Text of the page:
While I see that a real potential exists for the Blockchain to overtake our current modes of exchange and make what I would consider positive change, the fact that the blockchain depends on triple-entry accounting does nothing to negate triple-entry accounting’s grounding in commodity exchange and the elision of labor as commodity. Consequently, while we might (arguably) say that labor is always necessary to create the possibility that something has value, we cannot say that it is sufficient. Hence, we might just as easily suggest that people buy into the blockchain only if they subjectively value the utility of the good more than the price they have to pay for it and that it is they who subjectively determine the value of the blockchain, as well as the value of the labor of the miners themselves – this could remain to be the case whether or not government oversight exists…draconian or otherwise.
Surely I am missing something and don’t understand blockchain technology enough to make a reasonable point, but I would honestly love to see a more irrefutable connection between the production/source of value and labor, as well as a more decisive rejection of the subjective theory of value as it relates to the Blockchain.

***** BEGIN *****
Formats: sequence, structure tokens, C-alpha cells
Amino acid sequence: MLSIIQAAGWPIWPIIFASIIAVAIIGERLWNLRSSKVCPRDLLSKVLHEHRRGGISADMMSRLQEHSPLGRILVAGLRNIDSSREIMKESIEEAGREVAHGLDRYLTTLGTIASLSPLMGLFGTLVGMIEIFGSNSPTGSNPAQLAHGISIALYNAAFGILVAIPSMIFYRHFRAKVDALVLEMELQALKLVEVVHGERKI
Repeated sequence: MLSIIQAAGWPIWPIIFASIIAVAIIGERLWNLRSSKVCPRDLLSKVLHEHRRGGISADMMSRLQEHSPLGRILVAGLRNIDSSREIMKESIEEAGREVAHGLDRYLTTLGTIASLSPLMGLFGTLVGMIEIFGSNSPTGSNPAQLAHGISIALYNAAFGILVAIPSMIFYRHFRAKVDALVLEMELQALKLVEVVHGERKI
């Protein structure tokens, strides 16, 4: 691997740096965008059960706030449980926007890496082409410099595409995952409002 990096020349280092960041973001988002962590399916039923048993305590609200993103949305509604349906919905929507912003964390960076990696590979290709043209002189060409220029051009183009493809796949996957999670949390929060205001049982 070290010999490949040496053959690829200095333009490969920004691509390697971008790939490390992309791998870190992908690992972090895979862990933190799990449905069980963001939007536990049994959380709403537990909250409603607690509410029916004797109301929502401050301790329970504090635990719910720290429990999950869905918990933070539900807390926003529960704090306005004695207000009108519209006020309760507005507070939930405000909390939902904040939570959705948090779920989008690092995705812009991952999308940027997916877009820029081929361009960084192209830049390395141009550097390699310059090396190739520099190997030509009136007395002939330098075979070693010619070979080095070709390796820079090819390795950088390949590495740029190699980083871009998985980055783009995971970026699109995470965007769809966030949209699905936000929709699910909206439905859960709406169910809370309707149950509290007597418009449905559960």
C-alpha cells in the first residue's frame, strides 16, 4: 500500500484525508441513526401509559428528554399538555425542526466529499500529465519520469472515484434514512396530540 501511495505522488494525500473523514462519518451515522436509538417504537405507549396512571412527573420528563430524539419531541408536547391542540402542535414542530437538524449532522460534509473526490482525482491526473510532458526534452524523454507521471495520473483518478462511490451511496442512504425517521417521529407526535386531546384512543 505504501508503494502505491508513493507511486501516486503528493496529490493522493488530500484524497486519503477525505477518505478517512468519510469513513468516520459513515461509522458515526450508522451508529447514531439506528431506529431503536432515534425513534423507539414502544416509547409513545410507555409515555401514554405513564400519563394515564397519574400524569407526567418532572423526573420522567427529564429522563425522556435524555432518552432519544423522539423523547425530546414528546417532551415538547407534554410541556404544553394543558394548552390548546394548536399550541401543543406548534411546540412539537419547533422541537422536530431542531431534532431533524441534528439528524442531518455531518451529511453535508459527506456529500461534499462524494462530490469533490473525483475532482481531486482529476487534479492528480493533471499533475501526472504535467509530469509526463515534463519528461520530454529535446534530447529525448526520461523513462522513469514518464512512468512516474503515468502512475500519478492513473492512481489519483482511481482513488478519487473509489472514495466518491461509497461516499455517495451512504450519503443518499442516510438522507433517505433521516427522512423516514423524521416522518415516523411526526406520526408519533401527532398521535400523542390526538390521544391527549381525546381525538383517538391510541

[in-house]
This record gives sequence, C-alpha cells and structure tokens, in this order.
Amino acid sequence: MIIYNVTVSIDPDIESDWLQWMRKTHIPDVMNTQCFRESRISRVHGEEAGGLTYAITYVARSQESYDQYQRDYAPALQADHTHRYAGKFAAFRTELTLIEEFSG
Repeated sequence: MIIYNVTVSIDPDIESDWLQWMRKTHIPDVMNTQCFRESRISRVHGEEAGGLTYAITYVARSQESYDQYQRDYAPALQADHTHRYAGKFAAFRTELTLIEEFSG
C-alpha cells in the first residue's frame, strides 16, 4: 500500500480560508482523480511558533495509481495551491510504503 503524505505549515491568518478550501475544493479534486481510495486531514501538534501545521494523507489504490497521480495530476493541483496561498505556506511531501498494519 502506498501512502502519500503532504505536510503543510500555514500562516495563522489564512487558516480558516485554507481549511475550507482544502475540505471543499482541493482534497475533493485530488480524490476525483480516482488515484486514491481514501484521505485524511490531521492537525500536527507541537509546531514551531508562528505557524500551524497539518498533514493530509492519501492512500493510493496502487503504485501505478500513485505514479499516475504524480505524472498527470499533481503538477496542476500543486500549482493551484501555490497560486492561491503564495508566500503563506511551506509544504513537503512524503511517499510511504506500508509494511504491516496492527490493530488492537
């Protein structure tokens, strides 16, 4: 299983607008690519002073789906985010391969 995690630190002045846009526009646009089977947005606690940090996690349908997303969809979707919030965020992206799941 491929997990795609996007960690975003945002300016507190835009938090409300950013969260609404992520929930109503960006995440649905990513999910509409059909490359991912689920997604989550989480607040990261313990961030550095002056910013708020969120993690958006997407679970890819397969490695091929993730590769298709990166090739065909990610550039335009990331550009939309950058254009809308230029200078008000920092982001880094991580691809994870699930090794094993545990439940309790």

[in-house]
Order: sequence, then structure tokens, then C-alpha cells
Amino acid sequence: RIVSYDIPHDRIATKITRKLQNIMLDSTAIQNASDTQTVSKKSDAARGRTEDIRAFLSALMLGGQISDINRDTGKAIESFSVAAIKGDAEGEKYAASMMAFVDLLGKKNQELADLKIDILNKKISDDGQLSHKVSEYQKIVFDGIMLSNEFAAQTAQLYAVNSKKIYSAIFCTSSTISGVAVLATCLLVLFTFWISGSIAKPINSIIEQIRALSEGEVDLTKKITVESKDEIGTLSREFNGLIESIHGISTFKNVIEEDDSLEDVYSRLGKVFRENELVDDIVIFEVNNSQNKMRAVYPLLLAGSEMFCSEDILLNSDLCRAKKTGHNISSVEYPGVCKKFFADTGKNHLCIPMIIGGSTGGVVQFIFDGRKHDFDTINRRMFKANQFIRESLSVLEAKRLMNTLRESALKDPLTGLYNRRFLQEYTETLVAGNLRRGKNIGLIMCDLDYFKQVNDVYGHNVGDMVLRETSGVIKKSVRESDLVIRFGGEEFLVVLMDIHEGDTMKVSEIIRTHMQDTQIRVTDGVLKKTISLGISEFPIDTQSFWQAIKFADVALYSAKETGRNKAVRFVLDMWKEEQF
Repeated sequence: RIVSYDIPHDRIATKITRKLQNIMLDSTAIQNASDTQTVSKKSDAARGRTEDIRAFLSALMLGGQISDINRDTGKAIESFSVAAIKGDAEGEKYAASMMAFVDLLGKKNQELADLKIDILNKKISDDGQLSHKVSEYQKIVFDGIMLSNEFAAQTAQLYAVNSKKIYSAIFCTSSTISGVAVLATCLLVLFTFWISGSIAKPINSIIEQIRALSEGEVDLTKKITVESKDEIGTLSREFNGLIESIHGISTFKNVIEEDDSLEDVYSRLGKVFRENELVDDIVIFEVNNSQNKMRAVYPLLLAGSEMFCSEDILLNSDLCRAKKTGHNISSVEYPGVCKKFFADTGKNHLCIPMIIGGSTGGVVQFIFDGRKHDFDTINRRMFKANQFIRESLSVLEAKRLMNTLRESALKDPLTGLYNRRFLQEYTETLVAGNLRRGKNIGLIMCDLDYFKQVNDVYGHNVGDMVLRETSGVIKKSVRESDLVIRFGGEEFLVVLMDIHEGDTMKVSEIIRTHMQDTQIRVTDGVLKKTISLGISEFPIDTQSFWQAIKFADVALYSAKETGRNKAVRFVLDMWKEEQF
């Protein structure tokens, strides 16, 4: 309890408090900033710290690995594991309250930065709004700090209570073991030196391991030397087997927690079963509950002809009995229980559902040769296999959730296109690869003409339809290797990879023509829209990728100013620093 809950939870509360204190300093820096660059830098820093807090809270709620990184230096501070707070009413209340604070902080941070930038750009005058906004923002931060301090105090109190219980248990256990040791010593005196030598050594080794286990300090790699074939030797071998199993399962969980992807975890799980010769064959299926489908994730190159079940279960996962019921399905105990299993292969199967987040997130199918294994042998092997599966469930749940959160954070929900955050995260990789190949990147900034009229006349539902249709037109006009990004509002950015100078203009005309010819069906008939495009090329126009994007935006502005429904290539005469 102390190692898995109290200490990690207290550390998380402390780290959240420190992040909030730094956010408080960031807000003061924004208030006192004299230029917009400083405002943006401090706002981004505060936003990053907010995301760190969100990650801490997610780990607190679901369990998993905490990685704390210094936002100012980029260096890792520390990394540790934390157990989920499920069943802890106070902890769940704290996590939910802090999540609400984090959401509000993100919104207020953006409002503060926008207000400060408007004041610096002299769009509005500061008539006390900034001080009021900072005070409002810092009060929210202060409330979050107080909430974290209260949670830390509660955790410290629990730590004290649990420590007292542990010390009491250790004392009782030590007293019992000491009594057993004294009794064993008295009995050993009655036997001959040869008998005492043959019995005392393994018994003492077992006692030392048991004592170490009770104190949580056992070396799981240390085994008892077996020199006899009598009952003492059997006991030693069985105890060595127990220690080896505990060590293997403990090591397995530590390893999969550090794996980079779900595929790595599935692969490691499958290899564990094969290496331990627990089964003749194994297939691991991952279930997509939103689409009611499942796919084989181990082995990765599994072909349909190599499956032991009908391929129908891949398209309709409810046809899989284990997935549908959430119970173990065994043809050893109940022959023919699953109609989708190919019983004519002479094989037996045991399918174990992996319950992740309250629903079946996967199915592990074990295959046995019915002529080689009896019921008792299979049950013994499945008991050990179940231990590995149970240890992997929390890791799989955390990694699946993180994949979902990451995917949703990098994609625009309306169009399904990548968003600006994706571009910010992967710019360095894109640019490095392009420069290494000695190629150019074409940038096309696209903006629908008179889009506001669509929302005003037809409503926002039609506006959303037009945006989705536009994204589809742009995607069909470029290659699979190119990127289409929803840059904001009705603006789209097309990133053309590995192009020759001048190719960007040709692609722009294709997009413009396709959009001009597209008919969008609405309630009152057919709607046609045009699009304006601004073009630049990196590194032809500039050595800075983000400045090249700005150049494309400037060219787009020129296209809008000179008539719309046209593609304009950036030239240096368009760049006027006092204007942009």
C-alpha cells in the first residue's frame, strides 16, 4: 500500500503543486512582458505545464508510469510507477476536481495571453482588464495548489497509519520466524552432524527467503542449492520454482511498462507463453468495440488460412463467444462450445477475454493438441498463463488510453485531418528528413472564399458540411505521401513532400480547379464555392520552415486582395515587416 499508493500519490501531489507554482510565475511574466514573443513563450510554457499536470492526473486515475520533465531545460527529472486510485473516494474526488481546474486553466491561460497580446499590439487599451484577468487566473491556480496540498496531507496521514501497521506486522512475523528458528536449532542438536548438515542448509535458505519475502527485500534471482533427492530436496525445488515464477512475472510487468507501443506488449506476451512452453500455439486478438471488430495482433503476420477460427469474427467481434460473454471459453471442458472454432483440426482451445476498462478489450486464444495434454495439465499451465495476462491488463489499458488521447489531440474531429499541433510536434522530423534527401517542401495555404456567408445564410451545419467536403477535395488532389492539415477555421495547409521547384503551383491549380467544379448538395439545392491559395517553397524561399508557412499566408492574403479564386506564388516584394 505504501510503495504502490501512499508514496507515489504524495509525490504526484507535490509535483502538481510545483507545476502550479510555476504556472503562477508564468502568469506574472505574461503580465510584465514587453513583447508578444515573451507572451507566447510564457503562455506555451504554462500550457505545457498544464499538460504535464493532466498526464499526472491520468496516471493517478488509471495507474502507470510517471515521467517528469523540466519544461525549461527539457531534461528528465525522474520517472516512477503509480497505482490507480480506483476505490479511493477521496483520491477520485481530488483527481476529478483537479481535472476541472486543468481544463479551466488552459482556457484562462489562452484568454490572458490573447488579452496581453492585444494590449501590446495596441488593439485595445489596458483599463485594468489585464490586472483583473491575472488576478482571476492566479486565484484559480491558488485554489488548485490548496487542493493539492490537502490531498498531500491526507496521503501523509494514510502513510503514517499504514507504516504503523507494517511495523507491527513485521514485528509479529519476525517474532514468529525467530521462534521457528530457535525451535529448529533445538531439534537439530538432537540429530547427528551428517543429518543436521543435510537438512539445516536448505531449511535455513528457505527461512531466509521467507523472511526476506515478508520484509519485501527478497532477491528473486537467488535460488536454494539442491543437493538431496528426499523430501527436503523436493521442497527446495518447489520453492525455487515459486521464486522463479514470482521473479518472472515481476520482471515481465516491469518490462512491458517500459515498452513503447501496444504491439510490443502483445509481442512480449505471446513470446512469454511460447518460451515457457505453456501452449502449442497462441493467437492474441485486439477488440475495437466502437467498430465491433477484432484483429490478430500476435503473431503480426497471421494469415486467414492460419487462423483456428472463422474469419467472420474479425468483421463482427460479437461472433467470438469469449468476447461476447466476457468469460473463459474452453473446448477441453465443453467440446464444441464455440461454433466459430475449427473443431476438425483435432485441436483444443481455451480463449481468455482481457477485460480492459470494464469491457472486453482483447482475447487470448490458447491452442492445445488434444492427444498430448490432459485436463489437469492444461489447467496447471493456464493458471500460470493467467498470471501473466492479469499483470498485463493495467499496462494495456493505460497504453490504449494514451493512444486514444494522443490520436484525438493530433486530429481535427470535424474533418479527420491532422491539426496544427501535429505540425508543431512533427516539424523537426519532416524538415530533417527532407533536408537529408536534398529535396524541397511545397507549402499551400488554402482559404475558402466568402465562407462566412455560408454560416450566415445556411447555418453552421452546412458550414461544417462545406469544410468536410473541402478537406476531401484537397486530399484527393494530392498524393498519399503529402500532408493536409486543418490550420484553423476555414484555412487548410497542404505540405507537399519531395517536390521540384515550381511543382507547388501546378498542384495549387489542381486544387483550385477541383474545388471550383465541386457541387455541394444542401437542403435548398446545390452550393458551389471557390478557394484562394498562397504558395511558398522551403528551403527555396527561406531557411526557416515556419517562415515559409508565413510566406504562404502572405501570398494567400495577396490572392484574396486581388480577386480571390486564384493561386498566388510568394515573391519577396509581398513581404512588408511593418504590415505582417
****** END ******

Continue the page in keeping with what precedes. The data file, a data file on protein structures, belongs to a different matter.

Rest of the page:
I am ready to be convinced otherwise and am excited by the possibility of decentralized networks of exchange, but I am still failing to see how value in a decentralized blockchain network vis-a-vis triple-entry accounting is produced by labor, while value in a “free” market is seemingly produced by the subjective (or over-determined inter-subjective) choices of market actors.
If anyone has something to add that clarifies, refutes, or opens up other avenues of thought, I would certainly be interested!